Instead, he soon found himself prepping for the penetrating questions asked of Rhodes finalists. A host of volunteers, including Auburn deans, professors and local attorneys, organized mock interview sessions to help him prepare for the finalist stage.
When the day came for his interview in Birmingham, the committee asked Anderson if he thought the emphasis on intercollegiate athletics and winning detracts from the passion and purity of his sport. He drew his answer--at least in part--from something the late Coach Richard Quick told him.
"Life is bigger than swimming," Anderson said. "The lessons you learn in swimming are going to carry you through life. Richard told me one time that if the only thing he cared about as a coach is winning, his purpose would be useless."
That nugget of wisdom came from a legendary swimming coach with record 13 NCAA championships to his credit.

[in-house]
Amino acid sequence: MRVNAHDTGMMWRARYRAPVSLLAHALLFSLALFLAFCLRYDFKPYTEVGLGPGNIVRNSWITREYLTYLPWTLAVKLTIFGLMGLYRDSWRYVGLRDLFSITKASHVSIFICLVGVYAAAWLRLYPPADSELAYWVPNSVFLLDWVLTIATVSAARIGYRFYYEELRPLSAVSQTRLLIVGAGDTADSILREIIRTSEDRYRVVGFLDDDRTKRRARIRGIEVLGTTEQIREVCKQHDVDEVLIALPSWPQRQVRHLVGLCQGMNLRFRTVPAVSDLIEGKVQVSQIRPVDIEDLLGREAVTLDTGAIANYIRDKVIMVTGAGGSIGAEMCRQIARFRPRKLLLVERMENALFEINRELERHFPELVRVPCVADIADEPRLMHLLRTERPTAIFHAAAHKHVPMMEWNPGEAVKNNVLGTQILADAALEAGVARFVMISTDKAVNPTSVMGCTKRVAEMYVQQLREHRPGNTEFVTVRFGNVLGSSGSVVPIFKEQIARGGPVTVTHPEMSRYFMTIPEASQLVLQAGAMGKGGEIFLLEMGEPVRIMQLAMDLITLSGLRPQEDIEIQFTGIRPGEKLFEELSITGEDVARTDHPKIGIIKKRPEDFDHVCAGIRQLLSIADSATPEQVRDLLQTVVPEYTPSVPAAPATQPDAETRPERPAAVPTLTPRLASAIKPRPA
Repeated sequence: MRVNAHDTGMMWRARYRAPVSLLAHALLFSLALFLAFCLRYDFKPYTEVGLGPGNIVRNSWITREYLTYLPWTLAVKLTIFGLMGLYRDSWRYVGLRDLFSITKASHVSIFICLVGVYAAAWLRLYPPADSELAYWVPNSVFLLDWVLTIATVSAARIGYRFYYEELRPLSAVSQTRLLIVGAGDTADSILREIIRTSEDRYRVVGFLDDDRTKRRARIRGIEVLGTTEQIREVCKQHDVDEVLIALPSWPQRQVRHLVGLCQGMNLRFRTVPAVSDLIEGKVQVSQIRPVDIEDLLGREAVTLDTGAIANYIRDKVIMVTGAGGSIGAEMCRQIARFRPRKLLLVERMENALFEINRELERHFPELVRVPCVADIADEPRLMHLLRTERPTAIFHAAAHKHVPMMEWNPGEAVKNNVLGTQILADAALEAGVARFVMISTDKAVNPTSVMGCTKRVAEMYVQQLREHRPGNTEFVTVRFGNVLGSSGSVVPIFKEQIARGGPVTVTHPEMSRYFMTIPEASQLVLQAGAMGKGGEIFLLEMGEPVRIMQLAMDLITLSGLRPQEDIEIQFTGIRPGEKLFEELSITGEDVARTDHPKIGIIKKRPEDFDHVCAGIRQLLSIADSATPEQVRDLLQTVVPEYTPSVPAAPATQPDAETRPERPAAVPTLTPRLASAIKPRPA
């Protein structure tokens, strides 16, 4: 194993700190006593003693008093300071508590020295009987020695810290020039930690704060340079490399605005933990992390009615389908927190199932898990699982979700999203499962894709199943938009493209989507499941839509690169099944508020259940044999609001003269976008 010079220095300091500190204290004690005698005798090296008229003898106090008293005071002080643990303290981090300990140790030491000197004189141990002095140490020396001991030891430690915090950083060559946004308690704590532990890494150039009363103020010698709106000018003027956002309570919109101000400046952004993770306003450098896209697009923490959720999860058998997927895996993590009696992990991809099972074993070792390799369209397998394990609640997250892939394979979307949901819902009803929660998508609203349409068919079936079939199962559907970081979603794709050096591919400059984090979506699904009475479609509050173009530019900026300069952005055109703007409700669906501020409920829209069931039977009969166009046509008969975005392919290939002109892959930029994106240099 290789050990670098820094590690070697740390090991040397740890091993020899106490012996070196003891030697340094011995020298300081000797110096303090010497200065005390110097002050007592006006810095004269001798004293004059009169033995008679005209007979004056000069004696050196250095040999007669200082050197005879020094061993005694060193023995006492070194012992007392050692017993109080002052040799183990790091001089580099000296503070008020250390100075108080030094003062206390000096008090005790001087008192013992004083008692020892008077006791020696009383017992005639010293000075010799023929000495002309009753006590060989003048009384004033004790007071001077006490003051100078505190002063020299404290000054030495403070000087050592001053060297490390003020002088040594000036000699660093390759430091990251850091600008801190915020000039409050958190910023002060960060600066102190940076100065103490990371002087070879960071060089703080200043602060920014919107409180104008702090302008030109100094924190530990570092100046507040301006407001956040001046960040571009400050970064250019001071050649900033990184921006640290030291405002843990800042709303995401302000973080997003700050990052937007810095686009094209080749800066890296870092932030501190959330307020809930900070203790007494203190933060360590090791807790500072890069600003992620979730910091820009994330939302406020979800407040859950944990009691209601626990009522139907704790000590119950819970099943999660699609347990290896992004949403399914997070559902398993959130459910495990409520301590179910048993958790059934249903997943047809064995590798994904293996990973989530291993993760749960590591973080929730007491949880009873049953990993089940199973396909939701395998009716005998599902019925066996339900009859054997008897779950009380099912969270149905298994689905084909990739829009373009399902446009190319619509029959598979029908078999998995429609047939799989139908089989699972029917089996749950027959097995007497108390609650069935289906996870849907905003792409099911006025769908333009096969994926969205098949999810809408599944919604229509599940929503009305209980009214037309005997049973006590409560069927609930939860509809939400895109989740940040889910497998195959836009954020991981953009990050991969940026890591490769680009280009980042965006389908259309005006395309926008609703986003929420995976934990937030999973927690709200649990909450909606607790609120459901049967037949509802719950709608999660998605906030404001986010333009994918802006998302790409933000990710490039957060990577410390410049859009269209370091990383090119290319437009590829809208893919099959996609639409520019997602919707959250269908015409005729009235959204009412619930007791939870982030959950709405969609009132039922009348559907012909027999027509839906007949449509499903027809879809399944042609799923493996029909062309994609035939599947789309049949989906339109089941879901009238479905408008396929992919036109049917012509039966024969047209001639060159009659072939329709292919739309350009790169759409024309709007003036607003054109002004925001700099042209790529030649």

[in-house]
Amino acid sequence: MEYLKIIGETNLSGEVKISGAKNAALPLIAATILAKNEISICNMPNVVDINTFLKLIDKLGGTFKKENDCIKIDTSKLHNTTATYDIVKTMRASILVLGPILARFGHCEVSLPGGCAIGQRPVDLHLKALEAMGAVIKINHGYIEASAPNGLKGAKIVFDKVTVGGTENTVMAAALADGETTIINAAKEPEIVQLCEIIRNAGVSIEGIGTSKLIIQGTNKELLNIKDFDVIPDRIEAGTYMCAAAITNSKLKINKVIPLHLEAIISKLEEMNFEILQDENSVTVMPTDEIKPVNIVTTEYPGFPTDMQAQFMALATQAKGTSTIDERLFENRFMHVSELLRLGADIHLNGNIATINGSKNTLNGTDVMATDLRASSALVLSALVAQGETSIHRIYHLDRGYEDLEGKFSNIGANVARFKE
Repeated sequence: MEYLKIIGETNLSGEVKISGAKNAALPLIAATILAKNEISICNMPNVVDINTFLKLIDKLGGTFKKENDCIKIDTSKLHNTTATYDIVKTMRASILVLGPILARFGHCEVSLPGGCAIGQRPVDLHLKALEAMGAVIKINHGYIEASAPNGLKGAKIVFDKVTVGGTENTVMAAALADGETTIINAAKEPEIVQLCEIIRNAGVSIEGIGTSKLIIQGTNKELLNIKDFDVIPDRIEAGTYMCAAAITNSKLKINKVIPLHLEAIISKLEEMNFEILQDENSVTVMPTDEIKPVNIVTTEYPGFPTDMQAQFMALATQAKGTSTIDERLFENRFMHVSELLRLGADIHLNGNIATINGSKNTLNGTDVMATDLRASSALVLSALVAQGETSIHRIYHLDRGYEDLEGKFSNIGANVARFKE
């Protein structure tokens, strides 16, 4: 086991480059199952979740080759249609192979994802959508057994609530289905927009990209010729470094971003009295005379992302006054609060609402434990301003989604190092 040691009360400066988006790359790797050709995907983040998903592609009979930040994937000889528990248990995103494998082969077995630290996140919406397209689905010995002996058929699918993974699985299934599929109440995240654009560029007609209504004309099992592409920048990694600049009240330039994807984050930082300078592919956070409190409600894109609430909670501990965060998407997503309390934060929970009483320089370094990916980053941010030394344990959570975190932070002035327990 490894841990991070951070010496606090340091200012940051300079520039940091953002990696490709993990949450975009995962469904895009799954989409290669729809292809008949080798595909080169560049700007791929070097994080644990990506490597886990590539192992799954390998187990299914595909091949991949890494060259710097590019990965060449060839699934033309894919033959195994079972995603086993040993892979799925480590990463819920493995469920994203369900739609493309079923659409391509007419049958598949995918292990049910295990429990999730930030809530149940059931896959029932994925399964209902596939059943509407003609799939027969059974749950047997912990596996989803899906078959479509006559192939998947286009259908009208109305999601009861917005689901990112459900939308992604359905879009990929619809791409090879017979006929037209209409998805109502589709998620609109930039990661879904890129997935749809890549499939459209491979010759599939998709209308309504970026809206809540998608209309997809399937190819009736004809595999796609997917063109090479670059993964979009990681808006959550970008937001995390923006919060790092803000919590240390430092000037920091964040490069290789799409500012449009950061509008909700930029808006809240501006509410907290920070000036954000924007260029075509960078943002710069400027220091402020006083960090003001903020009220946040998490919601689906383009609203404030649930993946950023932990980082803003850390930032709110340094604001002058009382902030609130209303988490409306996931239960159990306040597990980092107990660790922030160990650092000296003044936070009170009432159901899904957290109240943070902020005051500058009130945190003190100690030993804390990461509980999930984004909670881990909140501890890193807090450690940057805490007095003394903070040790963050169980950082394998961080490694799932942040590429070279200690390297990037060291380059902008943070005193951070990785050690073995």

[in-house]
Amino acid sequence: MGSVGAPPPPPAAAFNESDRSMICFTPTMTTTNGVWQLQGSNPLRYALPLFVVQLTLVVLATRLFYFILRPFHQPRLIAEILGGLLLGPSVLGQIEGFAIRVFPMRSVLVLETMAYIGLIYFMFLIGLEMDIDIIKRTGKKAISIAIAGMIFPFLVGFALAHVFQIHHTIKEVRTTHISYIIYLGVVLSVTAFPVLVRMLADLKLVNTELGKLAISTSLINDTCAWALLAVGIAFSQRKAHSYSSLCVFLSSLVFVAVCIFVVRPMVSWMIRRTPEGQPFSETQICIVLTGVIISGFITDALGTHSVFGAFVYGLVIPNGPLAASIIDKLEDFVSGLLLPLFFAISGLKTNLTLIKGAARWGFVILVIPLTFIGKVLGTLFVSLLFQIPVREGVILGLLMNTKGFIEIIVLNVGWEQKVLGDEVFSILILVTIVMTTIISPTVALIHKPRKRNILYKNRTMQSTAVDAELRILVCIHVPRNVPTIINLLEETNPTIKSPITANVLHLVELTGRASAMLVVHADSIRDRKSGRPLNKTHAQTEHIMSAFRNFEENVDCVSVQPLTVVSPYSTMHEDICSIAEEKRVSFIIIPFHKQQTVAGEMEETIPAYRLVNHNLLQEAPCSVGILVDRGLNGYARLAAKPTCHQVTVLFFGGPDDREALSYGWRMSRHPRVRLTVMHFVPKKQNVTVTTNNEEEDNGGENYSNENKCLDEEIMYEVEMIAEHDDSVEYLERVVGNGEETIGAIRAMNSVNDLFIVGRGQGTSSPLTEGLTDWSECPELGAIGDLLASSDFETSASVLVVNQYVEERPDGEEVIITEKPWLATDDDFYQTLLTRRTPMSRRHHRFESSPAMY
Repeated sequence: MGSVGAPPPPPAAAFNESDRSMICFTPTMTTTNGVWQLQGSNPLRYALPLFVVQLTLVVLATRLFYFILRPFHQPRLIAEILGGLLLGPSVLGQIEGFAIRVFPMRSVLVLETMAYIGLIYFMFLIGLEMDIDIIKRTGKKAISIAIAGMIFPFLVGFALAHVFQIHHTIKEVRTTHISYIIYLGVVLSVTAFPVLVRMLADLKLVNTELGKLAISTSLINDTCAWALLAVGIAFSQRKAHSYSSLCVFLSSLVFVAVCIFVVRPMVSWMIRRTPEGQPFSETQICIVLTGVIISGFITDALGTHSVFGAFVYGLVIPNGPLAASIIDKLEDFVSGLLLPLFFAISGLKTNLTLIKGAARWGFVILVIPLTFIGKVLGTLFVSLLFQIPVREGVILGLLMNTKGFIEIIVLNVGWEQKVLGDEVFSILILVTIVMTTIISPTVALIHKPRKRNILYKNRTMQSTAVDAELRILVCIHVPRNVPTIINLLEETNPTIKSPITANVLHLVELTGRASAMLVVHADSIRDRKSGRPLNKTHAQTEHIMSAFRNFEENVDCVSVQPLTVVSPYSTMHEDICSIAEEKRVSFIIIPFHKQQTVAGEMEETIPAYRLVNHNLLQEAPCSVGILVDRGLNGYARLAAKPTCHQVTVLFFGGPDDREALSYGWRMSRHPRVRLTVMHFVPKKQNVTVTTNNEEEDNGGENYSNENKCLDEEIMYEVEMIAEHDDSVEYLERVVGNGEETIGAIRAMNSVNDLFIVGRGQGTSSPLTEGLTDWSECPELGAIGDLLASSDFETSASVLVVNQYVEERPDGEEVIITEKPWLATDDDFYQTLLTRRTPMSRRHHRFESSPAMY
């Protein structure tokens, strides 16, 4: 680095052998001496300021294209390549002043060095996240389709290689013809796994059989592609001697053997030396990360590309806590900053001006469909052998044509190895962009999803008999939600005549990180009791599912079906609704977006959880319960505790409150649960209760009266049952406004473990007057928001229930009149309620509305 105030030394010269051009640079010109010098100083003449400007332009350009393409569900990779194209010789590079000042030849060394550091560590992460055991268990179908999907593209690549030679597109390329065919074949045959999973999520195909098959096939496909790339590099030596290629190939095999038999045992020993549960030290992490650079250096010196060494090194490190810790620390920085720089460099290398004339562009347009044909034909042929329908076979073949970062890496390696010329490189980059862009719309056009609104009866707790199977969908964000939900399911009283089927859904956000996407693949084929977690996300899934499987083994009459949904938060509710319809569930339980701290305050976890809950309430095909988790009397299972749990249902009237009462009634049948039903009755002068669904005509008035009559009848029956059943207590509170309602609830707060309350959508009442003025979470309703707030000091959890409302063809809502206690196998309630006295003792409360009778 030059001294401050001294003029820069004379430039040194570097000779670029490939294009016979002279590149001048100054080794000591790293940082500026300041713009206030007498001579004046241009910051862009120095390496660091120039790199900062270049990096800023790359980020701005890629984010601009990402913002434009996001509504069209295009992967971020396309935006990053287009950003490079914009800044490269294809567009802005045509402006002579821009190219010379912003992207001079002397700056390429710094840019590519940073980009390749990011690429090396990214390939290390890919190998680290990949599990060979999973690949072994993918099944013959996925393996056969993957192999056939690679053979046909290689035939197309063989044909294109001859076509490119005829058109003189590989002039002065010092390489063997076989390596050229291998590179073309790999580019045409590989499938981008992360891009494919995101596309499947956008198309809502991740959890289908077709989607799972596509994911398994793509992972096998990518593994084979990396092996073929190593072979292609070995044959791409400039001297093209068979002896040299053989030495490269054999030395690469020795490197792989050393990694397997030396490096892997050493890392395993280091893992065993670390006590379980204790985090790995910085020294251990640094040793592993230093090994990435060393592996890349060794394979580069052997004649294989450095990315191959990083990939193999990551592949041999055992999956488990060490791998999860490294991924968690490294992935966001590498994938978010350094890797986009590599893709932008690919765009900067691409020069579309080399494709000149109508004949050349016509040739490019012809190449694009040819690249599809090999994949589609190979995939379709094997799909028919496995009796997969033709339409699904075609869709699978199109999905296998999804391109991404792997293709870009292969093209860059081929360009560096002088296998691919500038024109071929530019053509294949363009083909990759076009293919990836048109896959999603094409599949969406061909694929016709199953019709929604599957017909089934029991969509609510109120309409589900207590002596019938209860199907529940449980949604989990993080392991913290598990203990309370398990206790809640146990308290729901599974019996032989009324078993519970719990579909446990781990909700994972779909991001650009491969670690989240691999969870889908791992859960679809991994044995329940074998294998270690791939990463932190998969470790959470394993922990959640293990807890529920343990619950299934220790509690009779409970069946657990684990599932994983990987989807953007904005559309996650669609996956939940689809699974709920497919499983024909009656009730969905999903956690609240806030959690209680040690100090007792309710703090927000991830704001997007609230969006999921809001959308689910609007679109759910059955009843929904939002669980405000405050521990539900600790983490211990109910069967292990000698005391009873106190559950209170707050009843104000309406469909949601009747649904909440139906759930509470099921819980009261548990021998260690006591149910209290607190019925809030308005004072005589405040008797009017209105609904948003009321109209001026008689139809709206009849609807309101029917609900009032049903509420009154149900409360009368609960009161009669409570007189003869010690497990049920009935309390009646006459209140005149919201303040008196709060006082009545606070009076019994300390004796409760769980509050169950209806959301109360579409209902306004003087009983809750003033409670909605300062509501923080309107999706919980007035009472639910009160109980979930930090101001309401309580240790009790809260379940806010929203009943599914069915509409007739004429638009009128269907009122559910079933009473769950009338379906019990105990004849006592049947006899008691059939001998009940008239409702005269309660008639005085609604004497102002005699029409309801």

"I have thought about what he said a lot, and I think what he meant is that in swimming or in any athletic participation, the goal is always winning. That's what you train for and strive for. But the passion and the joy of the sport should come from knowing that what you are doing is going to carry over into your life later on."
The Rhodes panel also asked Anderson about his faith.
In his answer, he talked about his involvement with Young Life Ministries, which has been an integral part of his college life.
"I have been involved with Young Life Ministry since high school," Anderson said. "Young Life is a Christian outreach ministry that is involved with high school and middle school kids. The goal of Young Life is to form relationships with high school students and to show them the love of Christ through your own love. It's a simple ministry and a simple outreach, but it is kind of the way I came to my own faith, so it is close to my own heart."